We need less materialism in this country, not more and to teach children that they “need” unnecessary commercial products is morally wrong.  Commercials on television are bad enough but do do it in schools is reprehensible.  House District Representative Chris Lee agrees with me as he wrote to the Honolulu Star-Advertiser:

No matter the corporate sponsor, advertising in our public schools blurs the line between education and indoctrination. Children are often too young and too impressionable to recognize the difference between the two. Public schools are the one place where children are supposed to have an unadulterated education, and we must not let that be compromised by corporate advertising just to make a quick buck.”

Dove Real Beauty

In 2004 Dove pleasantly surprised and inspired me with the launch of their newest real beauty campaign.  I was a graduating senior in high school preparing for the SAT, filling out applications and brainstorming topics to write my big essay on.  I always knew I wanted to pursue advertising but hated the effect it had on a person’s self esteem and psychological development.  I figured I would settle for nonprofit marketing work, which is where I assumed I would end up but wasn’t entirely thrilled with it.

Dove’s campaign opened my eyes to a new goal – not avoiding the Photoshoped, edited, cropped, and manipulative advertisements, but to change them.  Dove, at least in my generation, is the first company to make there mark in positive advertising towards women; displaying women of various ages, weights and ethnicities.  They also paired their campaign with advertisements and videos raising awareness of how detrimental advertising is towards women and children.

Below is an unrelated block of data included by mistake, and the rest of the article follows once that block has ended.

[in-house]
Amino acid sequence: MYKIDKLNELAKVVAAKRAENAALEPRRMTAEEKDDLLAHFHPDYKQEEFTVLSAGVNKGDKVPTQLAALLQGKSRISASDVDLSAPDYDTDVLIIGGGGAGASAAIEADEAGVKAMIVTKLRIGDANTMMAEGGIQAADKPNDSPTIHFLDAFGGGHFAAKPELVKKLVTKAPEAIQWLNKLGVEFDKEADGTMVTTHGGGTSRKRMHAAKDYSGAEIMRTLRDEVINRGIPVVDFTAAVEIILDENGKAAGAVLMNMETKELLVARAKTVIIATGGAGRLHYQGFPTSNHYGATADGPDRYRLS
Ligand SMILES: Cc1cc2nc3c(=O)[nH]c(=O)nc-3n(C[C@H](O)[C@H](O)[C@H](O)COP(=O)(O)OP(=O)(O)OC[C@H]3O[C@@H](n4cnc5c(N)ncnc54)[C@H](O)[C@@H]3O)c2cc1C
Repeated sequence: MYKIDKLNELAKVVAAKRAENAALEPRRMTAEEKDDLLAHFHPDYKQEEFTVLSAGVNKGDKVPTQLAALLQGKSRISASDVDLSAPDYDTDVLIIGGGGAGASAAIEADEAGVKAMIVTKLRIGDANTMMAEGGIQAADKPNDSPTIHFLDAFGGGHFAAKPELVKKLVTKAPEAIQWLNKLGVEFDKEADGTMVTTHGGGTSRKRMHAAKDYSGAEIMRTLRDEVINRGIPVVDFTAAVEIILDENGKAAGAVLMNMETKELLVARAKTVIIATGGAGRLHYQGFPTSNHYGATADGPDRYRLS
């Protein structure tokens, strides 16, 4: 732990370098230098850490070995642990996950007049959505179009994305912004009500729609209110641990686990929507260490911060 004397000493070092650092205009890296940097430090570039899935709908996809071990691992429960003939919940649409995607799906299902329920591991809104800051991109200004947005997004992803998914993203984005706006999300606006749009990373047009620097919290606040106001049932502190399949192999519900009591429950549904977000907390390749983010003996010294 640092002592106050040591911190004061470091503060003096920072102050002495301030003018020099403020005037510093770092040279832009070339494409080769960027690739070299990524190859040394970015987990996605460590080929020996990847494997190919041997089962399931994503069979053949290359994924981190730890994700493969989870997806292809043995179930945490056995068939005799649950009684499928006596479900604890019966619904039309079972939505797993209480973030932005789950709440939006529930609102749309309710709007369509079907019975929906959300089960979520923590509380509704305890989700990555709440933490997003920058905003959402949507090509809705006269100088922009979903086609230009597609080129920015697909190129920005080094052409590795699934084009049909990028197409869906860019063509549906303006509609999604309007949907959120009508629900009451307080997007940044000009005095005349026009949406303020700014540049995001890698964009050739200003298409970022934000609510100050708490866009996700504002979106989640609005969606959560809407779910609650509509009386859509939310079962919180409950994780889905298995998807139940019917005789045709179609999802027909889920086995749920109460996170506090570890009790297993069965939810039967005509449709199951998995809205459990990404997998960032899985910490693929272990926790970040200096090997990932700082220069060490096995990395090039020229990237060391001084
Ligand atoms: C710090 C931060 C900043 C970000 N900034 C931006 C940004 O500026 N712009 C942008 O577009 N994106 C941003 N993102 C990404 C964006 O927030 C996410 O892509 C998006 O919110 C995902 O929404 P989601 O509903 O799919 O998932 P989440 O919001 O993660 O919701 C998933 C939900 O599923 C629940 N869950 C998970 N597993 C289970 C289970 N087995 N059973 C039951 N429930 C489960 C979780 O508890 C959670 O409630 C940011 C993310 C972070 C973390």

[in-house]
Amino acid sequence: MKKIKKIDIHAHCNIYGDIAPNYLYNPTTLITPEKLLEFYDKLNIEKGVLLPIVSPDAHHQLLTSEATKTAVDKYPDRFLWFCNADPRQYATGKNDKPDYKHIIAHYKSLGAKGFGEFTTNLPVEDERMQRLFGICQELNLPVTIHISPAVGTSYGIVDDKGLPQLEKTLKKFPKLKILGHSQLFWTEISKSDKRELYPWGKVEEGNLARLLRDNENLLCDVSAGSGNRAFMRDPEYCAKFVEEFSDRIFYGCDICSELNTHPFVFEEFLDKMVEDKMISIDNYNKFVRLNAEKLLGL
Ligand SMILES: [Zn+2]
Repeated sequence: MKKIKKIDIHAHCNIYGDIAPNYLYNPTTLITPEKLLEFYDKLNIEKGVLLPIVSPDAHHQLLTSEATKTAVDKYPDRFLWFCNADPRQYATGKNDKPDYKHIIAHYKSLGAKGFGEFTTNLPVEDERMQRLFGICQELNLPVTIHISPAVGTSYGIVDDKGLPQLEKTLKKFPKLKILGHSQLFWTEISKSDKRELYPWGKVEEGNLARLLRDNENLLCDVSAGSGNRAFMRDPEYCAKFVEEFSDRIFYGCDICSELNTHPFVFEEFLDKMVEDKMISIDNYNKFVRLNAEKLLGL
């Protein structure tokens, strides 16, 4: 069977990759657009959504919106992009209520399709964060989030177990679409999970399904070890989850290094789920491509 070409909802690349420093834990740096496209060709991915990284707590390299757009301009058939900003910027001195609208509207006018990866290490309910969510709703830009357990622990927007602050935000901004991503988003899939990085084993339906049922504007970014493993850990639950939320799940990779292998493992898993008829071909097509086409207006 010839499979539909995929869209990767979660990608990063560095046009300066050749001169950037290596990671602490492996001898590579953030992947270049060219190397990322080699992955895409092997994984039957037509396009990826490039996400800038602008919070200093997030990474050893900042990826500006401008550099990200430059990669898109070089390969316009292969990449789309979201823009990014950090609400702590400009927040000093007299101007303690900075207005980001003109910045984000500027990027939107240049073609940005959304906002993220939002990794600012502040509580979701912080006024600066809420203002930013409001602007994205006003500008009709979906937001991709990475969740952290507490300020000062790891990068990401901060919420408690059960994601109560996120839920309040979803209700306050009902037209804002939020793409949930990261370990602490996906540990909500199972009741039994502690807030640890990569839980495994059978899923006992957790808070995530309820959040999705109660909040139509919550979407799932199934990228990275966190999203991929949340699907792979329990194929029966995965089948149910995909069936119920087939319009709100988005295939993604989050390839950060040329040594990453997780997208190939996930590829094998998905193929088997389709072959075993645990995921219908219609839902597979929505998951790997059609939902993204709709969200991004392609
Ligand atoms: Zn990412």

Dove shook up advertising with their 2004 campaign for real beauty.

Girls aged five worry about their body image

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I’ve read way too many articles about girls in middle school and high school almost dying of anorexia or bulimia, wanting to commit suicide or believing they are too ugly to be seen in public.  A bit extreme?  Yea, it is, but these girls were made to feel this way from there peers, environments and pressure to look a certain way… cough cough advertising.  I thought I had read the same story over and over until I stumbled across one of the same nature, but from a 5-year-old.

I began finding more and more stories of youngsters feeling insecure about there appearance from toys and things they had seen on TV.  How are parents suppose to protect there children from advertising that manipulates their views of themselves? I found and insightful article to help parents when there child is feeling insecure:

http://www.socialmoms.com/parenting-2/mommy-i%E2%80%99m-ugly-building-child%E2%80%99s-self-esteem/